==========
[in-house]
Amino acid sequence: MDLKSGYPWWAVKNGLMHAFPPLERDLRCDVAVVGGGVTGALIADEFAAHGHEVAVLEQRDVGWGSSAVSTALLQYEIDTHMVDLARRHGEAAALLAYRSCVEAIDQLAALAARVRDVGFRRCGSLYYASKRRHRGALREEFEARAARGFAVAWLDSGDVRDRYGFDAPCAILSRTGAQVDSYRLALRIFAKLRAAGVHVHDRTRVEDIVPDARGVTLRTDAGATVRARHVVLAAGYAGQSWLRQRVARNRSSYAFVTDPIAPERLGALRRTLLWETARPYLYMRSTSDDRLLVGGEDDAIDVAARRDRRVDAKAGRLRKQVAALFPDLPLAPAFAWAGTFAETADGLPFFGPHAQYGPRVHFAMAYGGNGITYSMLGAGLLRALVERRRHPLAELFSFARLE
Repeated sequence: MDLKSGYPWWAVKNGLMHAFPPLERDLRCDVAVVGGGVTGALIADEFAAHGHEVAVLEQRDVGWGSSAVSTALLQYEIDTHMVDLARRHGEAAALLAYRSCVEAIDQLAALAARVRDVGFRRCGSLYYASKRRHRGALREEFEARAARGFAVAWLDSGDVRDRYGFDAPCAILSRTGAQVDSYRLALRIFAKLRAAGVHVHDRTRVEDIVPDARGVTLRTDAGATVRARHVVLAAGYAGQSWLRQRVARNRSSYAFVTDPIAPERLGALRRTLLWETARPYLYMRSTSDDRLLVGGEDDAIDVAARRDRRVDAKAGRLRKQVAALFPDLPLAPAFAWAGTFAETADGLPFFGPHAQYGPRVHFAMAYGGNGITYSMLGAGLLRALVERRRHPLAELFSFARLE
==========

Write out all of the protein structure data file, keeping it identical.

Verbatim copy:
[in-house]
Amino acid sequence: MDLKSGYPWWAVKNGLMHAFPPLERDLRCDVAVVGGGVTGALIADEFAAHGHEVAVLEQRDVGWGSSAVSTALLQYEIDTHMVDLARRHGEAAALLAYRSCVEAIDQLAALAARVRDVGFRRCGSLYYASKRRHRGALREEFEARAARGFAVAWLDSGDVRDRYGFDAPCAILSRTGAQVDSYRLALRIFAKLRAAGVHVHDRTRVEDIVPDARGVTLRTDAGATVRARHVVLAAGYAGQSWLRQRVARNRSSYAFVTDPIAPERLGALRRTLLWETARPYLYMRSTSDDRLLVGGEDDAIDVAARRDRRVDAKAGRLRKQVAALFPDLPLAPAFAWAGTFAETADGLPFFGPHAQYGPRVHFAMAYGGNGITYSMLGAGLLRALVERRRHPLAELFSFARLE
Repeated sequence: MDLKSGYPWWAVKNGLMHAFPPLERDLRCDVAVVGGGVTGALIADEFAAHGHEVAVLEQRDVGWGSSAVSTALLQYEIDTHMVDLARRHGEAAALLAYRSCVEAIDQLAALAARVRDVGFRRCGSLYYASKRRHRGALREEFEARAARGFAVAWLDSGDVRDRYGFDAPCAILSRTGAQVDSYRLALRIFAKLRAAGVHVHDRTRVEDIVPDARGVTLRTDAGATVRARHVVLAAGYAGQSWLRQRVARNRSSYAFVTDPIAPERLGALRRTLLWETARPYLYMRSTSDDRLLVGGEDDAIDVAARRDRRVDAKAGRLRKQVAALFPDLPLAPAFAWAGTFAETADGLPFFGPHAQYGPRVHFAMAYGGNGITYSMLGAGLLRALVERRRHPLAELFSFARLE